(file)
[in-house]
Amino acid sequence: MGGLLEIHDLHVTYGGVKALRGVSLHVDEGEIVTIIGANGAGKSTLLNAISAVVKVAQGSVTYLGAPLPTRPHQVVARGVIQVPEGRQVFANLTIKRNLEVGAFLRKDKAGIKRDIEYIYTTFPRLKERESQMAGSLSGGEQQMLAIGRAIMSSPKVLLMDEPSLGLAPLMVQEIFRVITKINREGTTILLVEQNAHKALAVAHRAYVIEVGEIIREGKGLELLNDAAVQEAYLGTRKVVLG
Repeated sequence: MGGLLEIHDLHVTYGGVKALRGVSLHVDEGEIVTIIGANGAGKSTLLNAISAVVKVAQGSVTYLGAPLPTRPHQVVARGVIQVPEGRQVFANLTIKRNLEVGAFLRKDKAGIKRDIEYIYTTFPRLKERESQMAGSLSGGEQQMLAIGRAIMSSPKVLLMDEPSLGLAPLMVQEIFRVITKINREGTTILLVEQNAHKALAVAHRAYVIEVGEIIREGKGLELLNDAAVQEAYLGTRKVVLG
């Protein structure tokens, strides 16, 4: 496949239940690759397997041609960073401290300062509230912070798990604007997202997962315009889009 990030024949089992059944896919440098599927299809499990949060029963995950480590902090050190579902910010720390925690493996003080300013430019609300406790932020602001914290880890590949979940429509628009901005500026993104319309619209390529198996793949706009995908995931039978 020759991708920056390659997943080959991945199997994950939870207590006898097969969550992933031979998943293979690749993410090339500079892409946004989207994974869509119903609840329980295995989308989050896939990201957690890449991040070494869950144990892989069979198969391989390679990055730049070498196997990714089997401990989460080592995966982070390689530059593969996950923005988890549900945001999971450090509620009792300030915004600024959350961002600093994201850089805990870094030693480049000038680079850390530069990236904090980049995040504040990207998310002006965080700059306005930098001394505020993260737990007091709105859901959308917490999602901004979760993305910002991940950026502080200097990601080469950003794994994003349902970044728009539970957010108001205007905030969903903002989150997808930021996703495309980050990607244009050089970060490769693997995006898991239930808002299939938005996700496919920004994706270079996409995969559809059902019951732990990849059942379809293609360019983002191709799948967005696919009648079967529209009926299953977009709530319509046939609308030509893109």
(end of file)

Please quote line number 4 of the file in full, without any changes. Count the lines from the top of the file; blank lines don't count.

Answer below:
């Protein structure tokens, strides 16, 4: 496949239940690759397997041609960073401290300062509230912070798990604007997202997962315009889009 990030024949089992059944896919440098599927299809499990949060029963995950480590902090050190579902910010720390925690493996003080300013430019609300406790932020602001914290880890590949979940429509628009901005500026993104319309619209390529198996793949706009995908995931039978 020759991708920056390659997943080959991945199997994950939870207590006898097969969550992933031979998943293979690749993410090339500079892409946004989207994974869509119903609840329980295995989308989050896939990201957690890449991040070494869950144990892989069979198969391989390679990055730049070498196997990714089997401990989460080592995966982070390689530059593969996950923005988890549900945001999971450090509620009792300030915004600024959350961002600093994201850089805990870094030693480049000038680079850390530069990236904090980049995040504040990207998310002006965080700059306005930098001394505020993260737990007091709105859901959308917490999602901004979760993305910002991940950026502080200097990601080469950003794994994003349902970044728009539970957010108001205007905030969903903002989150997808930021996703495309980050990607244009050089970060490769693997995006898991239930808002299939938005996700496919920004994706270079996409995969559809059902019951732990990849059942379809293609360019983002191709799948967005696919009648079967529209009926299953977009709530319509046939609308030509893109």